The darker the color, the more favorable the climate conditions are for survival. The outlined areas represent approximate current range for each season. More on reading these maps.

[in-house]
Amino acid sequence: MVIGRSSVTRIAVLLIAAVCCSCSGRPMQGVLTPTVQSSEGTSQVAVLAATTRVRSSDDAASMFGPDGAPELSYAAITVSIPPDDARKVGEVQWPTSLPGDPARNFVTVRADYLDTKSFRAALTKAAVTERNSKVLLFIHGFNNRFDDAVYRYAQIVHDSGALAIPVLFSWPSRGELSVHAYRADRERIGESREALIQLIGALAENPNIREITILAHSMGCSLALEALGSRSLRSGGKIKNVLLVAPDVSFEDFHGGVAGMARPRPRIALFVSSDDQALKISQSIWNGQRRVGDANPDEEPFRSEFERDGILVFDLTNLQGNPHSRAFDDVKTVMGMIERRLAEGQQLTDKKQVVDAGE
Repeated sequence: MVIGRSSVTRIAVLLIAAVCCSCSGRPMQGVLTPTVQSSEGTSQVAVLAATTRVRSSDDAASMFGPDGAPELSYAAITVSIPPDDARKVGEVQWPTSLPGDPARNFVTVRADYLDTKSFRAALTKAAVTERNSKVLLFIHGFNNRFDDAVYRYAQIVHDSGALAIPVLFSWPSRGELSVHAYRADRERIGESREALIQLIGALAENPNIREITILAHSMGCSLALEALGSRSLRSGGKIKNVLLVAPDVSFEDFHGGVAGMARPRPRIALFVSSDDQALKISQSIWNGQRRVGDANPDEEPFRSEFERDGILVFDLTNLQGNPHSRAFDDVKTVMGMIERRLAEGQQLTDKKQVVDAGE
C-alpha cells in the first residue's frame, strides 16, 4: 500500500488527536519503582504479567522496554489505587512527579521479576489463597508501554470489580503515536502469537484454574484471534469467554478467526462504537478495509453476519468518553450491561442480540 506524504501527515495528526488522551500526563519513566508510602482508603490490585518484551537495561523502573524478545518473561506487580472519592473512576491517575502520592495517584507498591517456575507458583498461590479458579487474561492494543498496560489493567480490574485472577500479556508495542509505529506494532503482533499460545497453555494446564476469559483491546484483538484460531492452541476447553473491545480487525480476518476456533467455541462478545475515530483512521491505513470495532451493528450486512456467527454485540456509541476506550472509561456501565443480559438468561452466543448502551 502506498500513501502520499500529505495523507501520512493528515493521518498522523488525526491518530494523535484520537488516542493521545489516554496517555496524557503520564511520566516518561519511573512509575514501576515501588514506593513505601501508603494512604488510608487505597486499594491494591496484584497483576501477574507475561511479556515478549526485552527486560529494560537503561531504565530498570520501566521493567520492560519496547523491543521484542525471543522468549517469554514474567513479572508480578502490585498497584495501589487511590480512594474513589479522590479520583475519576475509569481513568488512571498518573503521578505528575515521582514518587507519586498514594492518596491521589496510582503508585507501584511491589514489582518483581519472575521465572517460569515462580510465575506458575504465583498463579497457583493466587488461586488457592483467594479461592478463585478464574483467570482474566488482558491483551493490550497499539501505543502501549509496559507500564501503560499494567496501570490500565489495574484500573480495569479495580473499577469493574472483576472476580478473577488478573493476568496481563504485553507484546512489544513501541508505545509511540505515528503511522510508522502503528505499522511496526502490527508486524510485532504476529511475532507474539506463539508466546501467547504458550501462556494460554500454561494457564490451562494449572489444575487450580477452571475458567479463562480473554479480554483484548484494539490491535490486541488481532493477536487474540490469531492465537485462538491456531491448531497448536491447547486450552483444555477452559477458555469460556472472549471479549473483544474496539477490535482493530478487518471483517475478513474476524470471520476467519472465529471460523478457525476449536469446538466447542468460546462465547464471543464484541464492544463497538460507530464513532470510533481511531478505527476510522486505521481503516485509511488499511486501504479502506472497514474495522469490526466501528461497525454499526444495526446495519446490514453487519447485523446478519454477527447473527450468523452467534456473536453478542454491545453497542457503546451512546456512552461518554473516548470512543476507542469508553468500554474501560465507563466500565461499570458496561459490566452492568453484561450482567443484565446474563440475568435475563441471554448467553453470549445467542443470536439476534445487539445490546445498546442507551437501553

The smart-looking Black-chinned Sparrow prefers dense scrub on rather steep hillsides, making it difficult to find for many birders. Often the best clue to its presence is the male’s impressive “bouncing ping pong ball” song. Troublingly, Audubon’s climate model projects a complete shift in current summer range. The Black-chinned Sparrow is mostly a short-distance migrant in the U.S., so perhaps it will be able to adapt to this predicted change in summer range. The forecast shows winter range to be mostly stable and potentially increasing, but most Black-chins winter in Mexico and, thus, were not sampled.